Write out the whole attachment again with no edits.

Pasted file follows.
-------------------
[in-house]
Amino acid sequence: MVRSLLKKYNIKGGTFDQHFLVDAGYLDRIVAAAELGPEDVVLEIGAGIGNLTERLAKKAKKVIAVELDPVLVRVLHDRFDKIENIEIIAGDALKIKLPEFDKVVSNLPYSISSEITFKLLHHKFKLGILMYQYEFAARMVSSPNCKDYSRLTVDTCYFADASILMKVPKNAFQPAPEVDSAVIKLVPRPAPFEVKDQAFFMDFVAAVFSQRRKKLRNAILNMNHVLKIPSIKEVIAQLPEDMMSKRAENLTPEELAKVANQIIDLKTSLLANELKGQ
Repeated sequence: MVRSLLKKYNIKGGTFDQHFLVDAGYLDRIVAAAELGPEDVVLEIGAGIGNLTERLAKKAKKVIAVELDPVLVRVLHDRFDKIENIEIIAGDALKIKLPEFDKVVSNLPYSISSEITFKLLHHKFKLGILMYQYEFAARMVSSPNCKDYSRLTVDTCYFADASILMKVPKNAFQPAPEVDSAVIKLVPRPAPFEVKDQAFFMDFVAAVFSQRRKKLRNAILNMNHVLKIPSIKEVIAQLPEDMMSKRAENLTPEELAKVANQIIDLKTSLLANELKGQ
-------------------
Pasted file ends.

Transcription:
[in-house]
Amino acid sequence: MVRSLLKKYNIKGGTFDQHFLVDAGYLDRIVAAAELGPEDVVLEIGAGIGNLTERLAKKAKKVIAVELDPVLVRVLHDRFDKIENIEIIAGDALKIKLPEFDKVVSNLPYSISSEITFKLLHHKFKLGILMYQYEFAARMVSSPNCKDYSRLTVDTCYFADASILMKVPKNAFQPAPEVDSAVIKLVPRPAPFEVKDQAFFMDFVAAVFSQRRKKLRNAILNMNHVLKIPSIKEVIAQLPEDMMSKRAENLTPEELAKVANQIIDLKTSLLANELKGQ
Repeated sequence: MVRSLLKKYNIKGGTFDQHFLVDAGYLDRIVAAAELGPEDVVLEIGAGIGNLTERLAKKAKKVIAVELDPVLVRVLHDRFDKIENIEIIAGDALKIKLPEFDKVVSNLPYSISSEITFKLLHHKFKLGILMYQYEFAARMVSSPNCKDYSRLTVDTCYFADASILMKVPKNAFQPAPEVDSAVIKLVPRPAPFEVKDQAFFMDFVAAVFSQRRKKLRNAILNMNHVLKIPSIKEVIAQLPEDMMSKRAENLTPEELAKVANQIIDLKTSLLANELKGQ